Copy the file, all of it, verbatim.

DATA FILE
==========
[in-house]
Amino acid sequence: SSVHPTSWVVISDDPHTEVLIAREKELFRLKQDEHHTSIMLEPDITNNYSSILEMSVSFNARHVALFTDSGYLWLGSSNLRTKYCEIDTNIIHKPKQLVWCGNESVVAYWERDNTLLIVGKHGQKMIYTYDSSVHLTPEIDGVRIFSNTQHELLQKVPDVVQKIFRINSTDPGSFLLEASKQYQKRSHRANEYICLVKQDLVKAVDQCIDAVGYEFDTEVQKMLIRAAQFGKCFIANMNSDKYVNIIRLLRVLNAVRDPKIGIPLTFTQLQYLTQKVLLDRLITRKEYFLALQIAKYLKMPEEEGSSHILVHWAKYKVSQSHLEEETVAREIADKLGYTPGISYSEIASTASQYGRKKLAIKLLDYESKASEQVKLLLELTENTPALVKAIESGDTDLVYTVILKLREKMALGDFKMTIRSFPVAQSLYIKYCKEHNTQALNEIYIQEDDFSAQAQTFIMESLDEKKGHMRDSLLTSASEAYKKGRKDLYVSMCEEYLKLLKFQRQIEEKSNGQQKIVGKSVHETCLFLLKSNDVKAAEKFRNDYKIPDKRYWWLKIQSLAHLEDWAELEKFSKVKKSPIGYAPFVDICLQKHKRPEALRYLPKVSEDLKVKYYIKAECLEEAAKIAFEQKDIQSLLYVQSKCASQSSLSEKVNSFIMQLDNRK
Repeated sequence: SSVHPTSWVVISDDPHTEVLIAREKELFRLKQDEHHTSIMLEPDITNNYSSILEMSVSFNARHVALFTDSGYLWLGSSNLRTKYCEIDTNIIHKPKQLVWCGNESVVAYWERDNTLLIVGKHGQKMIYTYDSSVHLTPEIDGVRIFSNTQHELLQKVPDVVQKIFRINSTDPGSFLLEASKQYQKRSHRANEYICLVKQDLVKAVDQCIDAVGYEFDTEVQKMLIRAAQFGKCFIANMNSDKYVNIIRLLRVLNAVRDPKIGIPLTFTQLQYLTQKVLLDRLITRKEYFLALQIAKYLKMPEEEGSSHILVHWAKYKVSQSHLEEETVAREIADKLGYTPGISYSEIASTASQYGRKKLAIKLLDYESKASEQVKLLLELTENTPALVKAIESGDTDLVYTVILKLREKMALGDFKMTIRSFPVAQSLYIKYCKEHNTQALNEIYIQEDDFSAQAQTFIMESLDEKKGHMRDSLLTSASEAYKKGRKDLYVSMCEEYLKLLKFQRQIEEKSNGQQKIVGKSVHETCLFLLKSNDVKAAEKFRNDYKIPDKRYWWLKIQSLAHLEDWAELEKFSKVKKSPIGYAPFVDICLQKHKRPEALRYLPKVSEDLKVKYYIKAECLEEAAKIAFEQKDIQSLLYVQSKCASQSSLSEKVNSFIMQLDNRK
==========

[in-house]
Amino acid sequence: SSVHPTSWVVISDDPHTEVLIAREKELFRLKQDEHHTSIMLEPDITNNYSSILEMSVSFNARHVALFTDSGYLWLGSSNLRTKYCEIDTNIIHKPKQLVWCGNESVVAYWERDNTLLIVGKHGQKMIYTYDSSVHLTPEIDGVRIFSNTQHELLQKVPDVVQKIFRINSTDPGSFLLEASKQYQKRSHRANEYICLVKQDLVKAVDQCIDAVGYEFDTEVQKMLIRAAQFGKCFIANMNSDKYVNIIRLLRVLNAVRDPKIGIPLTFTQLQYLTQKVLLDRLITRKEYFLALQIAKYLKMPEEEGSSHILVHWAKYKVSQSHLEEETVAREIADKLGYTPGISYSEIASTASQYGRKKLAIKLLDYESKASEQVKLLLELTENTPALVKAIESGDTDLVYTVILKLREKMALGDFKMTIRSFPVAQSLYIKYCKEHNTQALNEIYIQEDDFSAQAQTFIMESLDEKKGHMRDSLLTSASEAYKKGRKDLYVSMCEEYLKLLKFQRQIEEKSNGQQKIVGKSVHETCLFLLKSNDVKAAEKFRNDYKIPDKRYWWLKIQSLAHLEDWAELEKFSKVKKSPIGYAPFVDICLQKHKRPEALRYLPKVSEDLKVKYYIKAECLEEAAKIAFEQKDIQSLLYVQSKCASQSSLSEKVNSFIMQLDNRK
Repeated sequence: SSVHPTSWVVISDDPHTEVLIAREKELFRLKQDEHHTSIMLEPDITNNYSSILEMSVSFNARHVALFTDSGYLWLGSSNLRTKYCEIDTNIIHKPKQLVWCGNESVVAYWERDNTLLIVGKHGQKMIYTYDSSVHLTPEIDGVRIFSNTQHELLQKVPDVVQKIFRINSTDPGSFLLEASKQYQKRSHRANEYICLVKQDLVKAVDQCIDAVGYEFDTEVQKMLIRAAQFGKCFIANMNSDKYVNIIRLLRVLNAVRDPKIGIPLTFTQLQYLTQKVLLDRLITRKEYFLALQIAKYLKMPEEEGSSHILVHWAKYKVSQSHLEEETVAREIADKLGYTPGISYSEIASTASQYGRKKLAIKLLDYESKASEQVKLLLELTENTPALVKAIESGDTDLVYTVILKLREKMALGDFKMTIRSFPVAQSLYIKYCKEHNTQALNEIYIQEDDFSAQAQTFIMESLDEKKGHMRDSLLTSASEAYKKGRKDLYVSMCEEYLKLLKFQRQIEEKSNGQQKIVGKSVHETCLFLLKSNDVKAAEKFRNDYKIPDKRYWWLKIQSLAHLEDWAELEKFSKVKKSPIGYAPFVDICLQKHKRPEALRYLPKVSEDLKVKYYIKAECLEEAAKIAFEQKDIQSLLYVQSKCASQSSLSEKVNSFIMQLDNRK